In the centre of the battle over reliable information and the Covid-19 ‘infodemic’, the World Health Organization released an update to its mythbusters advice to the public. Take a look.
Let’s flatten the infodemic curve
We are all being exposed to a huge amount of COVID-19 information on a daily basis, and not all of it is reliable. Here are some tips for telling the difference and stopping the spread of misinformation.
FACT: Vitamin and mineral supplements cannot cure COVID-19
Micronutrients, such as vitamins D and C and zinc, are critical for a well-functioning immune system and play a vital role in promoting health and nutritional well-being. There is currently no guidance on the use of micronutrient supplements as a treatment of COVID-19.
WHO is coordinating efforts to develop and evaluate medicines to treat COVID-19
FACT: Studies show hydroxychloroquine does not have clinical benefits in treating COVID-19
Hydroxychloroquine or chloroquine, a treatment for malaria, lupus erythematosus, and rheumatoid arthritis, has been under study as a possible treatment for COVID-19. Current data shows that this drug does not reduce deaths among hospitalised COVID-19 patients, nor help people with moderate disease.* The use of hydoxychloroquine and chloroquine is accepted as generally safe for patients with malaria and autoimmune diseases, but its use where not indicated and without medical supervision can cause serious side effects and should be avoided.
* More decisive research is needed to assess its value in patients with mild disease or as pre- or post-exposure prophylaxis in patients exposed to COVID-19.
Is dexamethasone a treatment for all COVID-19 patients?
Dexamethasone should be reserved for patients who need it most. It should not be stockpiled.
It provided no improvement for patients with mild symptoms. Dexamethasone is a corticosteroid used for its anti-inflammatory and immunosuppressive effects. For some COVID-19 patients on ventilators, a daily 6 mg dose of dexamethasone for 10 days improved their health
FACT: People should NOT wear masks while exercising
People should NOT wear masks when exercising, as masks may reduce the ability to breathe comfortably.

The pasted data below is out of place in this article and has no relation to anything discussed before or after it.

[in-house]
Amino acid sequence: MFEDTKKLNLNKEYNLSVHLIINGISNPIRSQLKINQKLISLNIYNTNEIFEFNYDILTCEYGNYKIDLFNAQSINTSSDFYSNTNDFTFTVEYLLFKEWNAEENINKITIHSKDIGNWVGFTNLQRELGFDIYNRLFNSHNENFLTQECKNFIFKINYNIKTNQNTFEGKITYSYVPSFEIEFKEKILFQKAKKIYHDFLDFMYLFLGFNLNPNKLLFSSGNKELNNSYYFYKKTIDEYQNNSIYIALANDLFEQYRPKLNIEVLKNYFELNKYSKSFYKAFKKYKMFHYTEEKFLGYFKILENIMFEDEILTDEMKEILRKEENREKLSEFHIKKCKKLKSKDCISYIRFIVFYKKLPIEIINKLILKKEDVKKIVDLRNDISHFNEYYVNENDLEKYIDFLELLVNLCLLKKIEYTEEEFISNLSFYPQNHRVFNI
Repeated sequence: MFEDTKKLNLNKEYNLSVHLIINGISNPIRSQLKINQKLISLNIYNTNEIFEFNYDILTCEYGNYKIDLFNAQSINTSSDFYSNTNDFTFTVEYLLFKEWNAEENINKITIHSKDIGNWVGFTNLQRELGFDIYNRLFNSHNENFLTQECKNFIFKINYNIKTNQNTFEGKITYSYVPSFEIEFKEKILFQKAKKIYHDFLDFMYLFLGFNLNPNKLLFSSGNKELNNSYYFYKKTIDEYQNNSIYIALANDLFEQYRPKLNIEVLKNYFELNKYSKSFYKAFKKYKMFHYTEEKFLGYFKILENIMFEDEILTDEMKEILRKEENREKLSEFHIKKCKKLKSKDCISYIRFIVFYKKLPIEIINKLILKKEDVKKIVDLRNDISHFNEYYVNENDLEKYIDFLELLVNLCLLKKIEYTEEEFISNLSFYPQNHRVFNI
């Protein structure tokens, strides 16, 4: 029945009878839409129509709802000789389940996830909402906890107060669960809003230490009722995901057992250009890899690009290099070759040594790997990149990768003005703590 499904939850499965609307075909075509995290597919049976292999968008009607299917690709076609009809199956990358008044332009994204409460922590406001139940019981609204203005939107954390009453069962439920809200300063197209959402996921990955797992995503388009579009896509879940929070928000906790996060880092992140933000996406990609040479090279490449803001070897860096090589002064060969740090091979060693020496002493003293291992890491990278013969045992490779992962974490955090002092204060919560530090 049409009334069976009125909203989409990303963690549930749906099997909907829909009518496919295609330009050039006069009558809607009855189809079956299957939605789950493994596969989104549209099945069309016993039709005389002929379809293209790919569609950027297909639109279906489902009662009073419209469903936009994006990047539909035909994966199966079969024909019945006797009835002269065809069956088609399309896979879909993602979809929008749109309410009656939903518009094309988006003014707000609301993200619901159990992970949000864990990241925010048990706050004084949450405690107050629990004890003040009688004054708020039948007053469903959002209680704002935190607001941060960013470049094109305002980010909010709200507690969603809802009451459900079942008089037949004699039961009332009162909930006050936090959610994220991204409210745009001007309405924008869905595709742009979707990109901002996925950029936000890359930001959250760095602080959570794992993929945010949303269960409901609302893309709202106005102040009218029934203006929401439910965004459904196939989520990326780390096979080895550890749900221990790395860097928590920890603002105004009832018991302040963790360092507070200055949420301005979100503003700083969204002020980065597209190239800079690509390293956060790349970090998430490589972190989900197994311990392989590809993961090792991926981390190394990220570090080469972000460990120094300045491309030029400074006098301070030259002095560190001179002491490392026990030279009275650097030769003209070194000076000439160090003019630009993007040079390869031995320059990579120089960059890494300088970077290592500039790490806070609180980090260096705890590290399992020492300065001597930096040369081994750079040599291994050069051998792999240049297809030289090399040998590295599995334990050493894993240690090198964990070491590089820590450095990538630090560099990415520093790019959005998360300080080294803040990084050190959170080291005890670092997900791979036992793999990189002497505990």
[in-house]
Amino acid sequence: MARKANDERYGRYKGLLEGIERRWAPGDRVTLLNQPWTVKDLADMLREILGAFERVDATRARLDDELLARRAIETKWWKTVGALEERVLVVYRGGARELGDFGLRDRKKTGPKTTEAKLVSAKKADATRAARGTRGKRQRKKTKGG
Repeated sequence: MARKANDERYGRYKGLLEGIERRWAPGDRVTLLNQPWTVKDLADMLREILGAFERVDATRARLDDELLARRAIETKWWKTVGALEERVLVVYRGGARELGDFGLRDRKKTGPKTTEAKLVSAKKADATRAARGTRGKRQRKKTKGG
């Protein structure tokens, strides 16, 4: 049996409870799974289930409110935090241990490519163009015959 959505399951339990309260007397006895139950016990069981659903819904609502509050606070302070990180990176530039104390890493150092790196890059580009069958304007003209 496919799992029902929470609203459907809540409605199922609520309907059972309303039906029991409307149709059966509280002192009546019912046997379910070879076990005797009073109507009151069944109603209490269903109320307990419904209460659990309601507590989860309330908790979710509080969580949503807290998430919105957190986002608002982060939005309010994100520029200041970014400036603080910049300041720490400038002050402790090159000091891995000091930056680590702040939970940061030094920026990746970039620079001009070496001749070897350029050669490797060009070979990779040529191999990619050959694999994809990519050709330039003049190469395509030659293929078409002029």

Sweat can make the mask become wet more quickly which makes it difficult to breathe and promotes the growth of microorganisms. The important preventive measure during exercise is to maintain physical distance of at least one meter from others.
Fact: Water or swimming does not transmit the COVID-19 virus
The COVID-19 virus does not transmit through water while swimming. However, the virus spreads between people when someone has close contact with an infected person.
WHAT YOU CAN DO:
Avoid crowds and maintain at least a 1-metre distance from others, even when you are swimming or at swimming areas. Wear a mask when you’re not in the water and you can’t stay distant. Clean your hands frequently, cover a cough or sneeze with a tissue or bent elbow, and stay home if you’re unwell.
FACT: The likelihood of shoes spreading COVID-19 is very low
The likelihood of COVID-19 being spread on shoes and infecting individuals is very low. As a precautionary measure, particularly in homes where infants and small children crawl or play on floors, consider leaving your shoes at the entrance of your home. This will help prevent contact with dirt or any waste that could be carried on the soles of shoes.
FACT: The coronavirus disease (COVID-19) is caused by a virus, NOT by bacteria
The virus that causes COVID-19 is in a family of viruses called Coronaviridae. Antibiotics do not work against viruses.
Some people who become ill with COVID-19 can also develop a bacterial infection as a complication. In this case, antibiotics may be recommended by a health care provider.
There is currently no licensed medication to cure COVID-19. If you have symptoms, call your health care provider or COVID-19 hotline for assistance
- For many more myths busted in the series by the World Health Organisation, take a look.
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